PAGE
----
Using Choice Architecture to Increase Crime

Sometimes when designing for behavior change, it is useful to think about what you would do if you had the exact opposite goal. In that spirit…

Prompt: Using behavioral science, how can you maximize willingness to commit crime?

  • Identify high potential targets: Find anyone who commits a crime, no matter how minor. The slightest propensity to crime should be taken advantage of.
  • Get control of their environment: Identified individuals should be moved to a temporary environment to shape them where we have complete control over what they see, what they do, and when they do it.
  • Replace their social network: Physically, socially, and technologically separate individuals from non-criminal social networks, and put them in a social network with other people who have committed crimes
  • Reinforce and normalize the new social network: The new social network might not stick, so we need to find a way to create bonding. One way to do this is by creating an unpleasant environment such that people in their new social network can provide protection, resources, and (in general) friendship.
  • Put a wedge between them and “non-criminal” society: Make sure they feel hated by the rest of society by not just looking the other way at mistreatment, but making sure they know society doesn’t care about the mistreatment (e.g., allow for a rape culture and make jokes about it, force them to wear pink underwear and live outside in the Arizona desert just because)
  • Create a criminal identity: Give them (and their new social network) the identity of “criminal”
  • Reinforce the identity: Deny basic necessities and pleasantries, and then have a steady flow of contraband to help normalize crime.
  • Diminish respect for authority through arbitrariness: Add in an element of arbitrariness (bias + noise) to the system to make authority seem very unfair.
  • Diminish respect for authority through severity of punishment: Enact severe punishment (e.g., solitary confinement)
  • Undermine the social contract by removing legal avenues: Make sure that they are second class citizens (e.g., remove voting rights.)
  • Add desperation: Make sure they have no opportunity to make meaningful money for a few years so that when they are returned to their initial environment they are desperate for any job. Also make sure that welfare programs are more difficult to access, or impossible.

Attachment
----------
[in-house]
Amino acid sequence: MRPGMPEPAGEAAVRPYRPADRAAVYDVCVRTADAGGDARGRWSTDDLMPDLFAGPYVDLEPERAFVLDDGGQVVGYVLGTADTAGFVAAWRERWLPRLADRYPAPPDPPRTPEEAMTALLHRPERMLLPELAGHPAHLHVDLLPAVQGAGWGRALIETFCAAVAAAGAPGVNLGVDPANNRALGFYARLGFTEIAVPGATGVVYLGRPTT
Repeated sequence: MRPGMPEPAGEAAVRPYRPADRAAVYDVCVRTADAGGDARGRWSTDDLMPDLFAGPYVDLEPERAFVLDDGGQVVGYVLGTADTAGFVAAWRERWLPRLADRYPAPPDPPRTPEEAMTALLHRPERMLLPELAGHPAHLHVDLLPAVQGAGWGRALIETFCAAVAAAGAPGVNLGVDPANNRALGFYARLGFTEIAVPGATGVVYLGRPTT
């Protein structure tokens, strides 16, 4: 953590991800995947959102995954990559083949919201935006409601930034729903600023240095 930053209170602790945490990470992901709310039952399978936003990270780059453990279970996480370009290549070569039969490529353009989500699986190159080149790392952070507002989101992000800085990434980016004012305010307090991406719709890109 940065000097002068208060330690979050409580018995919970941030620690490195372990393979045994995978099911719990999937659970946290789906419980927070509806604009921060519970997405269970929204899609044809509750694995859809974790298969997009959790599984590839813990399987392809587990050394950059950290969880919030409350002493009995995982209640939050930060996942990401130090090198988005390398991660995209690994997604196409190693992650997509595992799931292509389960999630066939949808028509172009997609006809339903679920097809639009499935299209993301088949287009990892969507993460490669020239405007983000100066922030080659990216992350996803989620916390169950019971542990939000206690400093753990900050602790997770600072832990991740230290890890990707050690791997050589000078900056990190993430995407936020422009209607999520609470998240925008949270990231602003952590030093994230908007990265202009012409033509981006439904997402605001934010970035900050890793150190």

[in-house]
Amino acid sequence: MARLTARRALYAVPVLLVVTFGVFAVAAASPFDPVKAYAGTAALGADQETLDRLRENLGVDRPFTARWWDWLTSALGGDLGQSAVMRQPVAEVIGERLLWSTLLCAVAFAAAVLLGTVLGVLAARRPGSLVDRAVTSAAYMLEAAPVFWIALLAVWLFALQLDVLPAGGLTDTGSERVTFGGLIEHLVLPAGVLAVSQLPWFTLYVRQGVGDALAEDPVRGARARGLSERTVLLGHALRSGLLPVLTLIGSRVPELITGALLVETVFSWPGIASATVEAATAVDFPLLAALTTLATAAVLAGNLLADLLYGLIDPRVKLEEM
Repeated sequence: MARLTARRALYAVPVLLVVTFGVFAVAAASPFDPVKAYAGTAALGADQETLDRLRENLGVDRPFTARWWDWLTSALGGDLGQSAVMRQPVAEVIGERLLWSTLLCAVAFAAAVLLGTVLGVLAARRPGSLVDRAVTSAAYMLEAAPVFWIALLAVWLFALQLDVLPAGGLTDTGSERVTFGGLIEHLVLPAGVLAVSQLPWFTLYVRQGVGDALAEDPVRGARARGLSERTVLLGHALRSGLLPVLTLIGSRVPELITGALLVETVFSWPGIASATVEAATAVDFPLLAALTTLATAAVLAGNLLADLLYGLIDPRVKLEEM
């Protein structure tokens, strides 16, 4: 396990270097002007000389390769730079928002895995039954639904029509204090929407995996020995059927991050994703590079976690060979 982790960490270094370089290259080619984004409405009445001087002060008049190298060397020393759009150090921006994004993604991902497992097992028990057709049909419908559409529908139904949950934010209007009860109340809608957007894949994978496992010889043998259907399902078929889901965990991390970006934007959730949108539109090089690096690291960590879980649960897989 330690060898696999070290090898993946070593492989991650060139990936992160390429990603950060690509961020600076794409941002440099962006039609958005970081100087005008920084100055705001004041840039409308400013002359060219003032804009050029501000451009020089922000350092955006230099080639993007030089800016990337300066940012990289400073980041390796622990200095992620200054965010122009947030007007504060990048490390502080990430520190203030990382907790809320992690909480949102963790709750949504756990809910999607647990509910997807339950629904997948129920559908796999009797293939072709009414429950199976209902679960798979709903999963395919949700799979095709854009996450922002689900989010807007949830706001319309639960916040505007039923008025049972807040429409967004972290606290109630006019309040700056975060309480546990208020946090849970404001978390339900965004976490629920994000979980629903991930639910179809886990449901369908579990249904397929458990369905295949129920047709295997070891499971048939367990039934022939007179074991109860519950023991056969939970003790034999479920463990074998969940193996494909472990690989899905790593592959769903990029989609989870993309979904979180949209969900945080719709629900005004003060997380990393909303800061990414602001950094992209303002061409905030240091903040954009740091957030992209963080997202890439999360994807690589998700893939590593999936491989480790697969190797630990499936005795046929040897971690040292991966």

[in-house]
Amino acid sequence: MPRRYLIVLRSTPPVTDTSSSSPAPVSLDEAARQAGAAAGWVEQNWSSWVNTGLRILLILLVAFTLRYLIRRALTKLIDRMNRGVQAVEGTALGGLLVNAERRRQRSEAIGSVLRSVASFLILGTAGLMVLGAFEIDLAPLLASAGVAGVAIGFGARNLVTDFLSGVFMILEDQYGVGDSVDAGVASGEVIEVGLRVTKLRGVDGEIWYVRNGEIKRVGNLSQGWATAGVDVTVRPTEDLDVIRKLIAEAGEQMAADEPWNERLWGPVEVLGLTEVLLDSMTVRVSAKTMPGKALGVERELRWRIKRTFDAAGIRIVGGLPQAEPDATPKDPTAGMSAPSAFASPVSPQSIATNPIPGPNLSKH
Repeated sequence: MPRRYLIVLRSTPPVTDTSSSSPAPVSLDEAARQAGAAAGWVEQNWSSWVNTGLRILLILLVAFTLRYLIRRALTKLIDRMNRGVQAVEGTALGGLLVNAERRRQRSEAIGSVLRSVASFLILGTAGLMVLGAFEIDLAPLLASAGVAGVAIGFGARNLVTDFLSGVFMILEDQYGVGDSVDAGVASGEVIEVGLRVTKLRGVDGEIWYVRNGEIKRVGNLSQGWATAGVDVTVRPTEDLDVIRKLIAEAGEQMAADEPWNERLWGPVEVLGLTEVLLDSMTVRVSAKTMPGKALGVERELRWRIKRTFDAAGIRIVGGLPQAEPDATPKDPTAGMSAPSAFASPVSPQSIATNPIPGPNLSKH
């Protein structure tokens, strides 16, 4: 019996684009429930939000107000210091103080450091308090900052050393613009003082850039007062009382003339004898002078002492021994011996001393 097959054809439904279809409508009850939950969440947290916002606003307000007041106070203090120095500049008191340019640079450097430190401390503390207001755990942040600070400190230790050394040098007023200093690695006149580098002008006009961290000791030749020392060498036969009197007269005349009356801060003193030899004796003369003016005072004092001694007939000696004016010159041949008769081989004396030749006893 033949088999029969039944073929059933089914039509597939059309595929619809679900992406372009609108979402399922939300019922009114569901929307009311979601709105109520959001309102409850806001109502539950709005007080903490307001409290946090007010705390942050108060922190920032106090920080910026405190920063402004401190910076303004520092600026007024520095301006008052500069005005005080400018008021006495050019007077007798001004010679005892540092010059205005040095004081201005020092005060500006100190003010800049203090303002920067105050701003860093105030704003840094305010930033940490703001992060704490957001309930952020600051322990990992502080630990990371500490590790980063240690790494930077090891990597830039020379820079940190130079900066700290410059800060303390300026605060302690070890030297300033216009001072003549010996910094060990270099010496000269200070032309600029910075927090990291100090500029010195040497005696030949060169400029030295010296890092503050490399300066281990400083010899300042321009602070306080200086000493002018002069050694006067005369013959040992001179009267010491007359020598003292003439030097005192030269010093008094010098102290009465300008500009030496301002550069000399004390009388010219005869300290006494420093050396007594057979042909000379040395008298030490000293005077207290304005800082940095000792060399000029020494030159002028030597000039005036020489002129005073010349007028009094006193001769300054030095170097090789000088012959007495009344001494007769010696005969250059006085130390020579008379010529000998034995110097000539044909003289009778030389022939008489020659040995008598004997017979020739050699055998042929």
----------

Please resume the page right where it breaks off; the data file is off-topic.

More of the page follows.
• Return to initial environment, and make moving hard: Once you’ve successfully done all the above, avoid a fresh start by sending them to the original location in which they committed the crime, and then make that location a legal necessity for them to stay in. Even better if locals know they committed a crime, and so only the criminals will associate with them while law-abiding citizens do not. So wherever possible, make sure there is parole with regular check-ins with the government. This should last at least long enough to put down some roots so that they’ll want to stay in the original location of the first crime.
  • Add friction to (or remove) non-criminal career options: Make it hard for them to get jobs by, for example, making sure they are not up to date on the latest technologies and trends. And if that is not enough, make sure people know they are “CRIMINALS” on a public website so that no one wants to hire them. (Most jobs are found through social networks, so replacing their social network should go a long way here)
  • Maintain the system: Systems are hard to maintain, so we need to make sure the economic incentives are there for the system to not change much, which could be the result if locals don’t like the idea of a rough prison nearby, or if prison employees decide they want to change the system. One way to prevent this is to put the prisons in small communities to ensure that the local economy depends on the prison system (i.e. Shirky Principle). This will de-incentivize any pro-social ambition that might be out there. (Removing voting rights will also help in this regard)

As the saying goes, every system is perfectly designed to get the result it gets. And the system is currently set-up to have recidivism rates of ~50%.

Look to Norway for what a behaviorally informed prison system might look like. Which is not to say such a system will work in the US, or even that it will work in Norway. But at least it doesn’t seem to be intentionally designed to increase recidivism.

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